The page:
Without significant investment in social infrastructure and the “care” economy, Australia’s long-term economic prosperity is at risk.
That was the underlying message of Chief Executive Women’s President Sam Mostyn AO during her Westpac National Press Club address today, in which the veteran business leader outlined her vision for an inclusive post-pandemic economy and society.
“We all travel on roads, but what is the infrastructure that has kept us alive and together through this pandemic?” Ms Mostyn asked the full house at the iconic Canberra venue.
“It is the human and social infrastructure of the care economy, one that is powered by women who are often underpaid, if they're paid at all.”
Ms Mostyn, a director of Mirvac and chair of Citi Australia’s consumer bank, said investment and structural policy changes should be the immediate focus of government and business to support the fundamental social infrastructure underpinned by the “care economy” – which encompasses many areas of society including childcare, family care, education, nursing and aged care.
“We need wholesale immediate change,” she said.
“We need accessible early childhood education and care, government leadership on paid parental leave and superannuation. And we need respect at work for all. We need secure, well-paid jobs and careers in the care industries.
“There is simply no excuse now not to engage head on with the adoption and acceptance of these fundamental commitments.”
Ms Mostyn, also a member of Westpac’s stakeholder advisory council, said the cushioning effect through the pandemic provided by women – who shouldered most of the unpaid work at home caring for or schooling families, and were overrepresented on the front lines of the health crisis – carried on a scarcely acknowledged national tradition.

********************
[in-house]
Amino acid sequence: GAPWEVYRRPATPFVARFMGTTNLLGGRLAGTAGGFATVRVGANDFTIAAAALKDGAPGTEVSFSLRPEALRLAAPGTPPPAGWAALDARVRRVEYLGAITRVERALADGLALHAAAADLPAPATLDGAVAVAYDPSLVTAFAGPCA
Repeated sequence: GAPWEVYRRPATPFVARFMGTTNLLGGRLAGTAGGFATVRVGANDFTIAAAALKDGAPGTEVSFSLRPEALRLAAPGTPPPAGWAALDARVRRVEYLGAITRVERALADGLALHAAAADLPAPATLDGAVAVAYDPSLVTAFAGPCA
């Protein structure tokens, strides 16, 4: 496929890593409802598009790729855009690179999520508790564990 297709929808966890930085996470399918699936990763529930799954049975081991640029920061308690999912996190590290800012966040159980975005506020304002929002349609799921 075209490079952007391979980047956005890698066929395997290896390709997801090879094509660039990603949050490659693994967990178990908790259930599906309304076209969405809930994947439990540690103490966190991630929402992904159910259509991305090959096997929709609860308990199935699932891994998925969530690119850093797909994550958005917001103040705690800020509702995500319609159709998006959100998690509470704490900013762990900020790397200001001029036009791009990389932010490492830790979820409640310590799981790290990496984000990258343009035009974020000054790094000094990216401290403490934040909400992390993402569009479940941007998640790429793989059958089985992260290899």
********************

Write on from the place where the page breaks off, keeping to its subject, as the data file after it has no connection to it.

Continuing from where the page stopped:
"In Australia, we like to tell ourselves we are the lucky country,” said Ms Mostyn.
“Yet among our vast natural resources, possibly the most under-celebrated part of our luck has been the unpaid work of women. We are lucky to have benefited from that for so long. But we cannot rely on it forever."
Ms Mostyn drew on a raft of evidence pointing to the slide in Australia’s gender equity performance, including the drop to 50th place in this year’s World Economic Forum Global Gender Gap Index from 15th in 2006, and a fall in the number of women CEOs among the top 200 businesses from 14 in 2018 to 10 this year.
These backward steps came despite Australia topping the global ranks for women’s education, which she saw as an “abdication of common sense” given than women's participation and leadership is so “unambiguously good” for both the economy and the wider community.
“Just in terms of return on investment alone,” she said, “Goldman Sachs has found that bridging the difference between male and female employment rates could provide an 8 per cent boost — $114 billion a year — to the Australian economy.”
Ms Mostyn said that while the pandemic had deepened existing inequality it also illuminated how fundamental social infrastructure is to a strong, well-functioning economy – and that “big things” can be done fast to “determine a nation’s destiny”.
In addition to capitalising on those lessons by putting care at the centre of the economy, Ms Mostyn said women need to be “at every decision-making table”.
“We need – and should demand – a diverse cross-section of Australian women leaders taking their rightful seats at the top tables in order to help shape the decision-making policies and planning that govern all our lives,” she said.
“When we continually hear the language of 'building back better', 'bouncing back' and 'muscling up', I ask myself …what would our country look like if (we) began reimagining a society that truly celebrates care and invests in its women; a country that ensures opportunities for women and men alike, and that treats women with the decency and respect that is our basic human right?”
“We need to seize this moment, because our luck is running out,” she said.
For Sam Mostyn's full speech, head to Chief Executive Womens website.